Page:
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Home >> Life
UPDATED: 15:07, February 21, 2007
Feature: Cultural Revolution with aliens - Spring Festival on other side (1)
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As exploding firecrackers mark the beginning of the Spring Festival, Liu Cixin is rewriting Chinese history, starting with the Cultural Revolution and ending five centuries later.

Liu, one of the most famous science fiction writers in China, plans to spend the New Year holidays crafting his latest fantasy.

"The novel - called the "Bygone Stories of Earth" - portrays Ye Wenjie, a young Chinese girl plunged into despair by the cultural revolution, in which her father, a science professor, was murdered by his crazy students. She receives hope in the form of a message from aliens in outer space who say they are coming to conquer earth and cleanse it of evil, Liu explains.

The novelist, who grew up reading Jules Verne and Arthur Clarke, is a seven-time winner of the Milky Way Prize, the top Sci-Fi writing award on the Chinese mainland.

He has achieved all this as a part-timer. By day, he works as an electronics engineer in a power plant in north China's coal-rich province of Shanxi. He usually starts writing after 11 p.m. after his seven-year-old daughter goes to bed.

Since his first publication in 1999, Liu has produced more than 30 short stories and five full-length novels, writing everything from a story about the Earth mutating into a spaceship to a tale of a supernova explosion that leaves behind a world of children.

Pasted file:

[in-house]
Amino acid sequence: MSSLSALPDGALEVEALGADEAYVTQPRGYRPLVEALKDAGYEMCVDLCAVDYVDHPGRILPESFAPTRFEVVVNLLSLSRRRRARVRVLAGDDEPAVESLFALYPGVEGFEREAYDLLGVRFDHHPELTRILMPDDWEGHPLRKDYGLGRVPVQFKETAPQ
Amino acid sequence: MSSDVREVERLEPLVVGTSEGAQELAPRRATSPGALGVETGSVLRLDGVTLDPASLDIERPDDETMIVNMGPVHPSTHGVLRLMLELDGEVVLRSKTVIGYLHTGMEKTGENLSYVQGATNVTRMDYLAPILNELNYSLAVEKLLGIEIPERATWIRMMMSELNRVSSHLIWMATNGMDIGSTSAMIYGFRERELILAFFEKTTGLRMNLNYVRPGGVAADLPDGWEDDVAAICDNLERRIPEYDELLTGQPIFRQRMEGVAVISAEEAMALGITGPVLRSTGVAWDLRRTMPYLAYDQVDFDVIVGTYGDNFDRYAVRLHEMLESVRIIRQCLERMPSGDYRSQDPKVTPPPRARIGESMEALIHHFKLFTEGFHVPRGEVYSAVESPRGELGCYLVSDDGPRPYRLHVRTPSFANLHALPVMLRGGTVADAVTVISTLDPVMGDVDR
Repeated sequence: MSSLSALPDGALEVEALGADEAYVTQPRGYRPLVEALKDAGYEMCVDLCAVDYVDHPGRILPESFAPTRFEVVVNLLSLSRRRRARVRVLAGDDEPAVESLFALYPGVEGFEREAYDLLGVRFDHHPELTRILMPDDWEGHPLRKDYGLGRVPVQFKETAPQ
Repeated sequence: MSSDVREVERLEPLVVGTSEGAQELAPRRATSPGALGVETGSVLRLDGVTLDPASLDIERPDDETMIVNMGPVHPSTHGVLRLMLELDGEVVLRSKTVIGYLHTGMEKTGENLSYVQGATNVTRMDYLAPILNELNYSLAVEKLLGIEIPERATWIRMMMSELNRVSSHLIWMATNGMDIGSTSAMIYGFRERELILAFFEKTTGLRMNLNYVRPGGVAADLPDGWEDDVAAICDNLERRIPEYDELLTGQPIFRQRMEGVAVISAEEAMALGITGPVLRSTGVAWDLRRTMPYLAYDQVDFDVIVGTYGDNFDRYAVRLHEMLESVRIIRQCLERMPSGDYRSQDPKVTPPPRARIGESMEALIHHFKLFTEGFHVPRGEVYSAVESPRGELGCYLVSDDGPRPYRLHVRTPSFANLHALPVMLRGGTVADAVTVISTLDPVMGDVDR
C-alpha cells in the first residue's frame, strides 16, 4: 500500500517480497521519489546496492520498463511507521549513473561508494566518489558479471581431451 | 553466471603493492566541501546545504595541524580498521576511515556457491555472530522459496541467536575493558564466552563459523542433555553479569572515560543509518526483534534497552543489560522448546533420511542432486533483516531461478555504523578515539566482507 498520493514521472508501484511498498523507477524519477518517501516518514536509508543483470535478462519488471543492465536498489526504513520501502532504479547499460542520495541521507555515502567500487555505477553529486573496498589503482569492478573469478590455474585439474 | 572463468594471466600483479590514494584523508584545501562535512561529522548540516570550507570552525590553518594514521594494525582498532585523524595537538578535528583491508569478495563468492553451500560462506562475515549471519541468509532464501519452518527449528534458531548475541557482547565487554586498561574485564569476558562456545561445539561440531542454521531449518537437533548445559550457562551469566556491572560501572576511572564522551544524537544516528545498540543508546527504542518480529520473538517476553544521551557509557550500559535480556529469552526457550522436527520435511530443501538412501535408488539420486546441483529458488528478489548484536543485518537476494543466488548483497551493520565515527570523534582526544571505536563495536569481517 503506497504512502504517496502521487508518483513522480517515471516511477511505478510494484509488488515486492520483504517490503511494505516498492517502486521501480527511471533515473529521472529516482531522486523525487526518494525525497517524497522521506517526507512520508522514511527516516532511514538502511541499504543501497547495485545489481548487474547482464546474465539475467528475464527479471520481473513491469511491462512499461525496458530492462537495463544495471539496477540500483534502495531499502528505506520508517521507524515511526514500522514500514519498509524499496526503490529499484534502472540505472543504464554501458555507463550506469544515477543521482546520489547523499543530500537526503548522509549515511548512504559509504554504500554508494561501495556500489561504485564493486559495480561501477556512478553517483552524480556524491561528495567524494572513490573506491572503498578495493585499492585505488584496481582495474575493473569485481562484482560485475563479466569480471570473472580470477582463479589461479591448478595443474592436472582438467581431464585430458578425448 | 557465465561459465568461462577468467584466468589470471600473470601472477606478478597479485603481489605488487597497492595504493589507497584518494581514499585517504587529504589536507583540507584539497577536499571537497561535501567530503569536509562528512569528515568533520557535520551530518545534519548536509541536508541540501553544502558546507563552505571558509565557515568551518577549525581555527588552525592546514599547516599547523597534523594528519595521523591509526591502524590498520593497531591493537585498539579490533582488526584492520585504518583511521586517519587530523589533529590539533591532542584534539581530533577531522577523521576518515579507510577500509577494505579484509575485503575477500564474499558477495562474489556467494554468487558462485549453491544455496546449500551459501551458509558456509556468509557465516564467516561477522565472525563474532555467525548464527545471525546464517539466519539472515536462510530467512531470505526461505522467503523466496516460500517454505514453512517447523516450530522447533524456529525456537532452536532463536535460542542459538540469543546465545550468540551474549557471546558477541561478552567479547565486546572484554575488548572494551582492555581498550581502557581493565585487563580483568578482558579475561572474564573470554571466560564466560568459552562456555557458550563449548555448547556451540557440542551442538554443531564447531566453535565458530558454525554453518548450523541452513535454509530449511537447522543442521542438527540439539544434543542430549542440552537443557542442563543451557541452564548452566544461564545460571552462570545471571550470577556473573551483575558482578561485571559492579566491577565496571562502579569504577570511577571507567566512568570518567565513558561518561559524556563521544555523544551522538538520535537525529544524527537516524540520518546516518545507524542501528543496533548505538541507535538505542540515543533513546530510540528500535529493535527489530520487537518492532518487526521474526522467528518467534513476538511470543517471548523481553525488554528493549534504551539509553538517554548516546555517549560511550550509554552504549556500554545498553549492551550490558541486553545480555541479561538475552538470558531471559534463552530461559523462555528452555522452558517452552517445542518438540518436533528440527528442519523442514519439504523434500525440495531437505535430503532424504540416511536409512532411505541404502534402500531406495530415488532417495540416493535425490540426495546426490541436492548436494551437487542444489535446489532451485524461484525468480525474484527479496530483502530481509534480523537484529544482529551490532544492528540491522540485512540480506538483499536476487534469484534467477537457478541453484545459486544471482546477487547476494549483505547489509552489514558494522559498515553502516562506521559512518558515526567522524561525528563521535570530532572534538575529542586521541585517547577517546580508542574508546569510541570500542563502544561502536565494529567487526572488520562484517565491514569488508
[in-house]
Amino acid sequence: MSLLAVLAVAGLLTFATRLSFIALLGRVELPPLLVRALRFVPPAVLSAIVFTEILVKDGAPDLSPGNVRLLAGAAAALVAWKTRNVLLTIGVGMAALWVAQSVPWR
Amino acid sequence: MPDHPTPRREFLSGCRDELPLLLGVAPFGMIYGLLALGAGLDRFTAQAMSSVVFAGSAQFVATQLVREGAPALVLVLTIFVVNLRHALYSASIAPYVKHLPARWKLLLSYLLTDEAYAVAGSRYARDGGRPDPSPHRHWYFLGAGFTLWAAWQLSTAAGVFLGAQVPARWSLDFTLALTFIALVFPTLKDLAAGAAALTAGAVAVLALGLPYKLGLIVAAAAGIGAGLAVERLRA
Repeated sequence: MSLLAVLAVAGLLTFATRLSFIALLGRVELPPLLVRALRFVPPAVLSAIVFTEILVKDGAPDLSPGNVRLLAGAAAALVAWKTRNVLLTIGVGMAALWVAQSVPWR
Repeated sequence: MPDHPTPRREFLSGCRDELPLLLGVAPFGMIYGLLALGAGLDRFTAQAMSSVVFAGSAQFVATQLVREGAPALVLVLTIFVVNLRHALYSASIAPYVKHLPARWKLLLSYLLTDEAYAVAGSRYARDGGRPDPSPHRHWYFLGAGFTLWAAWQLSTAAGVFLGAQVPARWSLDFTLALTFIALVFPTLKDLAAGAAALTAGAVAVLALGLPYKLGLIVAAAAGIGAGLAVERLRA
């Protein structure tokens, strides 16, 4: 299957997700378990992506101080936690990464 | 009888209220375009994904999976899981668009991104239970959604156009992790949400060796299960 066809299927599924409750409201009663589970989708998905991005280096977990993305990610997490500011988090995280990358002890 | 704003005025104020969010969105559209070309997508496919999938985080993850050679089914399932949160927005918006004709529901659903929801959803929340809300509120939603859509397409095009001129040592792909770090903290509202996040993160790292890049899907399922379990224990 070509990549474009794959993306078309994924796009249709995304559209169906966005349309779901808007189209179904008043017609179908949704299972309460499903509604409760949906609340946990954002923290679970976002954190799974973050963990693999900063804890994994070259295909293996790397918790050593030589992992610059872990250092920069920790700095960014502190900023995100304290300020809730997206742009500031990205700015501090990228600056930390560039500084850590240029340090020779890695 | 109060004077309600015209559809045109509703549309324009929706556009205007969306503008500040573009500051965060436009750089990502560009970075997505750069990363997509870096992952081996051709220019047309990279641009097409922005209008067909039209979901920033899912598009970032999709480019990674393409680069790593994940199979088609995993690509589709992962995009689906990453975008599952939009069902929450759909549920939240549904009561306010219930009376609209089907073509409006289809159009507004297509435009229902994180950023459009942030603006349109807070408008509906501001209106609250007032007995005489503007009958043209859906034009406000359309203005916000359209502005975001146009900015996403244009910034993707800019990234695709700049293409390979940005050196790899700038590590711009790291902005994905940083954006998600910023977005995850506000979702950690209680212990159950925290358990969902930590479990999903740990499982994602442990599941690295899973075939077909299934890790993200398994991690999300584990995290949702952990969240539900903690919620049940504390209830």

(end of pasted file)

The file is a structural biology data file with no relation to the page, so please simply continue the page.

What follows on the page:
"I want to retell history by portraying humanity in the face of crazy and immoral beings," said the 44-year-old man, sporting a huge pair of gilded-rim glasses.

"I am influenced most by Arthur Clarke's quest for the ultimate truth of the cosmos - what are the limits of the cosmos, where do we come from and where we are heading," said Liu, who has been nicknamed Da Liu, meaning Big Bro Liu, by his fans.

Liu often uses themes from contemporary China in his work. In his book "Underground Fire", he focused on coal mine tragedies in his hometown in Shanxi. Another book, "Chinese Sun", published in 2002, preempted China's first astronaut, Yang Liwei, journey into space a year later.

"Chinese Sun" also addresses the subject of migrant workers. Liu depicts an uneducated shoe-polisher named Shui Wa, meaning Water Kid. The hero was born in a small village ravaged by severe drought and abject poverty.

(more)

Source: Xinhua


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